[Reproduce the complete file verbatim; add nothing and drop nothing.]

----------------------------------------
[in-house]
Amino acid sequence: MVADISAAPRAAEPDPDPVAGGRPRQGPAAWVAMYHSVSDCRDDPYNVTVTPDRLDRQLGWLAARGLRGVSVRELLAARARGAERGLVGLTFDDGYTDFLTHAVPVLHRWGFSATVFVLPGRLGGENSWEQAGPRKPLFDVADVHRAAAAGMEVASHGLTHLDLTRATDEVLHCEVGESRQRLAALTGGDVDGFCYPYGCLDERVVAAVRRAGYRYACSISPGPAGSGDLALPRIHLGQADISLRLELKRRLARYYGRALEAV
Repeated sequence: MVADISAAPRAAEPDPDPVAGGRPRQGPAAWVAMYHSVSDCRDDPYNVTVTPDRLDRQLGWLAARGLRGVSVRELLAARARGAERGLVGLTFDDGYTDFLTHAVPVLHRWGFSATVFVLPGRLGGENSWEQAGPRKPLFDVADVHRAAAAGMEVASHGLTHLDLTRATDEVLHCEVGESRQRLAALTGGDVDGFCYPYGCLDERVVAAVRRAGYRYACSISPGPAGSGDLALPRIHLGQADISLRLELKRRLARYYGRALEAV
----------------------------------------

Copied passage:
[in-house]
Amino acid sequence: MVADISAAPRAAEPDPDPVAGGRPRQGPAAWVAMYHSVSDCRDDPYNVTVTPDRLDRQLGWLAARGLRGVSVRELLAARARGAERGLVGLTFDDGYTDFLTHAVPVLHRWGFSATVFVLPGRLGGENSWEQAGPRKPLFDVADVHRAAAAGMEVASHGLTHLDLTRATDEVLHCEVGESRQRLAALTGGDVDGFCYPYGCLDERVVAAVRRAGYRYACSISPGPAGSGDLALPRIHLGQADISLRLELKRRLARYYGRALEAV
Repeated sequence: MVADISAAPRAAEPDPDPVAGGRPRQGPAAWVAMYHSVSDCRDDPYNVTVTPDRLDRQLGWLAARGLRGVSVRELLAARARGAERGLVGLTFDDGYTDFLTHAVPVLHRWGFSATVFVLPGRLGGENSWEQAGPRKPLFDVADVHRAAAAGMEVASHGLTHLDLTRATDEVLHCEVGESRQRLAALTGGDVDGFCYPYGCLDERVVAAVRRAGYRYACSISPGPAGSGDLALPRIHLGQADISLRLELKRRLARYYGRALEAV